Now, to get back to Dwight Gooden¹s remark. If I may be so bold and assuming, here is what I believe he may have been trying to say. ³Sooner or later an addict will goof up, even if only once in a while and/or a teeny bit. And when and if this happens, I don’t think its fair for people to react so severely. After all, when someone like Rosie O Donnel falls off the wagon and eats a couple of extra Twinkies, or inhales a gallon of ice cream, no one arrests her or plasters her name all over the front pages of every newspaper in the country. She does not have to go to court and allow some judge who may not be good enough to lick her boots to admonish her in public, speak down to and lecture her and threaten to ruin her career or fine her till she is broke and her life is in a shambles.
No one does this to a drunk when he falls off the wagon and takes a drink. Oh sure, there may be consequences, he may have to go to rehab; they may throw him in a hospital for a few months; his boss may fire him from his job, his wife may leave him and his family may turn their backs on him, but, he doesn’t have to go to prison and be run through the gauntlet of the criminal justice system right along with the serial killers and child molesters and thieves and bank robbers. Not unless he was drinking and driving perhaps or worse yet, got into some sort of an accident and killed someone while under the effects of liquor is there ever a prison sentence involved.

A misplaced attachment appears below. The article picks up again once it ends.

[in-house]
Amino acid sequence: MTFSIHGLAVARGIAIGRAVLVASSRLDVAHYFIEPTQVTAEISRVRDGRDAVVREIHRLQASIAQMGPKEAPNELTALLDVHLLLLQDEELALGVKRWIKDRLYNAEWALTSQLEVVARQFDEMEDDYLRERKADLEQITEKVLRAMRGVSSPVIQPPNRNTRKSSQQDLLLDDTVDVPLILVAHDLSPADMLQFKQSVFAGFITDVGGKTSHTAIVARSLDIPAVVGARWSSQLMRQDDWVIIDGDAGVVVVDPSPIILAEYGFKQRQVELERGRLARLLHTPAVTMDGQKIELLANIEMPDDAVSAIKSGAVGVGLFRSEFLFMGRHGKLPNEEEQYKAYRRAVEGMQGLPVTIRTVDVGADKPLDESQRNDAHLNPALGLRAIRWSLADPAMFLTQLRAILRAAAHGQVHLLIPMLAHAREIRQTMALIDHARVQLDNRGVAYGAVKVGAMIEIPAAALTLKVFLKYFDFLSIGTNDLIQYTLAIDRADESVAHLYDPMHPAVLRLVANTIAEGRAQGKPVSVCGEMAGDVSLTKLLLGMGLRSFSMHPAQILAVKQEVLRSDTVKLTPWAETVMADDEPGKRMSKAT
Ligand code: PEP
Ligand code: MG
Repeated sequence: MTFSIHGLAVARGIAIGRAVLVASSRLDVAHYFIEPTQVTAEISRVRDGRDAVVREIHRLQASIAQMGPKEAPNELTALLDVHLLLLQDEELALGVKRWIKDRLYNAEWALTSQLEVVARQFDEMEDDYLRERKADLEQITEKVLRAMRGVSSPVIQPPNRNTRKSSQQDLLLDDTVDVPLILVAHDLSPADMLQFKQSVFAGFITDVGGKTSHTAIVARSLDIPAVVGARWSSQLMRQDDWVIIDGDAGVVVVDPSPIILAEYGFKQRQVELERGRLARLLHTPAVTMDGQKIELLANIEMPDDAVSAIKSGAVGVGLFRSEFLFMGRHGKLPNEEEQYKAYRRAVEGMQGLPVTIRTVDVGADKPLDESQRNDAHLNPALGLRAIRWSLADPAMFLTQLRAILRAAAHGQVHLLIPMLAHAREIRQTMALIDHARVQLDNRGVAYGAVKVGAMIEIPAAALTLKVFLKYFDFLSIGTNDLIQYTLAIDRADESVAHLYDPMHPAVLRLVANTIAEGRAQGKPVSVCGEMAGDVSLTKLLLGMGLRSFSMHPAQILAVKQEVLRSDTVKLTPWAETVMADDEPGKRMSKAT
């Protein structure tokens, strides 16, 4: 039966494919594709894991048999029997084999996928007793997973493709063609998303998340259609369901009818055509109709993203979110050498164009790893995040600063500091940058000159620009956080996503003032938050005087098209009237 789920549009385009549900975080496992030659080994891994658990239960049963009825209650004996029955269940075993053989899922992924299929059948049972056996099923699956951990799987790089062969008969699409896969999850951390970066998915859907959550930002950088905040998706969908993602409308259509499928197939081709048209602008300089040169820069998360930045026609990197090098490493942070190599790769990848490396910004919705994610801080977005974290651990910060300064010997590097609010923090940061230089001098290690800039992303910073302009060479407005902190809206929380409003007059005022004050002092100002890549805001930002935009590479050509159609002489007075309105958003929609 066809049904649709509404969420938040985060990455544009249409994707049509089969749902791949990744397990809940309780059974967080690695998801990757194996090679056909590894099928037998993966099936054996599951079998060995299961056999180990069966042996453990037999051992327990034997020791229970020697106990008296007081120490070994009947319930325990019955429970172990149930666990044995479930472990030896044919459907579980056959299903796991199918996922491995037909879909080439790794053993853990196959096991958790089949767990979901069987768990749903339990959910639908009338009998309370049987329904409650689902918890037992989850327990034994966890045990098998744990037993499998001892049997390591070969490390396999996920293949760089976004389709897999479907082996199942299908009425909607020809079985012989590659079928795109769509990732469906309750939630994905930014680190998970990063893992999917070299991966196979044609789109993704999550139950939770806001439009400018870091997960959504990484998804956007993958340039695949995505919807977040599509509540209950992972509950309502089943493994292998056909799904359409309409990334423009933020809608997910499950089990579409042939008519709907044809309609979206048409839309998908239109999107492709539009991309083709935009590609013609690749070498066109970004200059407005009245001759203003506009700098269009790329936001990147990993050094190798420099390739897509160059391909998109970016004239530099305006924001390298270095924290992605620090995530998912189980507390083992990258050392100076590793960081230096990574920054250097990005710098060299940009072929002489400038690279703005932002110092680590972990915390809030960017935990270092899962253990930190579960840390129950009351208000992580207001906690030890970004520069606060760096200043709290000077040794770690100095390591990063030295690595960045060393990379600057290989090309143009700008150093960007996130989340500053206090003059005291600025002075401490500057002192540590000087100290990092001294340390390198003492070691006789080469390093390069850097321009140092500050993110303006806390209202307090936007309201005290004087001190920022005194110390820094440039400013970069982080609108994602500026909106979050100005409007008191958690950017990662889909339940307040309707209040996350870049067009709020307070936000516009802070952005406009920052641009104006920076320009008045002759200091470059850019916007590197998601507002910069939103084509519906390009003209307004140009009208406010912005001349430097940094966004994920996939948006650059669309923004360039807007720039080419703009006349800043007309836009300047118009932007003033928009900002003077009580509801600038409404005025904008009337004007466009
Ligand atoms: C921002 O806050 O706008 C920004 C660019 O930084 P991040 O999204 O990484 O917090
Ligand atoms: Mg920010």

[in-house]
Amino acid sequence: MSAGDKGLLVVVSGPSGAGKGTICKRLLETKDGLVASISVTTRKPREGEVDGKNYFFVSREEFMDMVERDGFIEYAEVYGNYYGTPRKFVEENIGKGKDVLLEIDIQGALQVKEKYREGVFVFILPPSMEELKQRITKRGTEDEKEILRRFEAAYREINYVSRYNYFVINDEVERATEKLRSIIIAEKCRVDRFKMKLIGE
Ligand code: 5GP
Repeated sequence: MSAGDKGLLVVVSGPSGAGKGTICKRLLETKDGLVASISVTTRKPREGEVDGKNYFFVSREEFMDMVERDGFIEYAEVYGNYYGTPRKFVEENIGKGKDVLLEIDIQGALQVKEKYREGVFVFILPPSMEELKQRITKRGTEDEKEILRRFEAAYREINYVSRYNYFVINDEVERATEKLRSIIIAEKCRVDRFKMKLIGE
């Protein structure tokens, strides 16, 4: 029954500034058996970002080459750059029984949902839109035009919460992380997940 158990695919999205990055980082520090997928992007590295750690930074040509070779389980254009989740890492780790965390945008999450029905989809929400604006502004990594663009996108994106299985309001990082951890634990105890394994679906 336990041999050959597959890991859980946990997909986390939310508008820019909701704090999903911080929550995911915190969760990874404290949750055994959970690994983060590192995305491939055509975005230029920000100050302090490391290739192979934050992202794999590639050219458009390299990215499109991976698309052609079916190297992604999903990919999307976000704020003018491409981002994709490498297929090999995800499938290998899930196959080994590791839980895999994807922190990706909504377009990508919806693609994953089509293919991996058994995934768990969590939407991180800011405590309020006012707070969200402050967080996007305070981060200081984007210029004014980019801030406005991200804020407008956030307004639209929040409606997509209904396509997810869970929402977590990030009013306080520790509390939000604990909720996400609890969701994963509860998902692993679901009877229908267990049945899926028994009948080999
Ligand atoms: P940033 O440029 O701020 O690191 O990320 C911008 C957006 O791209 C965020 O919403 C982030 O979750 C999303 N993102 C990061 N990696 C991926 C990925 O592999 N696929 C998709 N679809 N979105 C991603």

I’m not going to try and tell you that a tendency towards addiction is an excuse to let it all hang out. Of course everyone should always fight to rise above their circumstances and weaknesses. If one has a tendency toward child molestation, not even on slip up in a life time can be tolerated, but, I don’t believe it¹s fair or appropriate to make a comparison between difficulties with addiction and child abuse.
I have a friend who loves to pat himself on the back and take credit for the fact that he is fit and trim, even though it appears to me that it has required little effort on his part to manage this, I mean, he doesn’t diet or work out or make any special efforts to maintain his condition – it just seems to be his good fortune that he’s ³built that way.²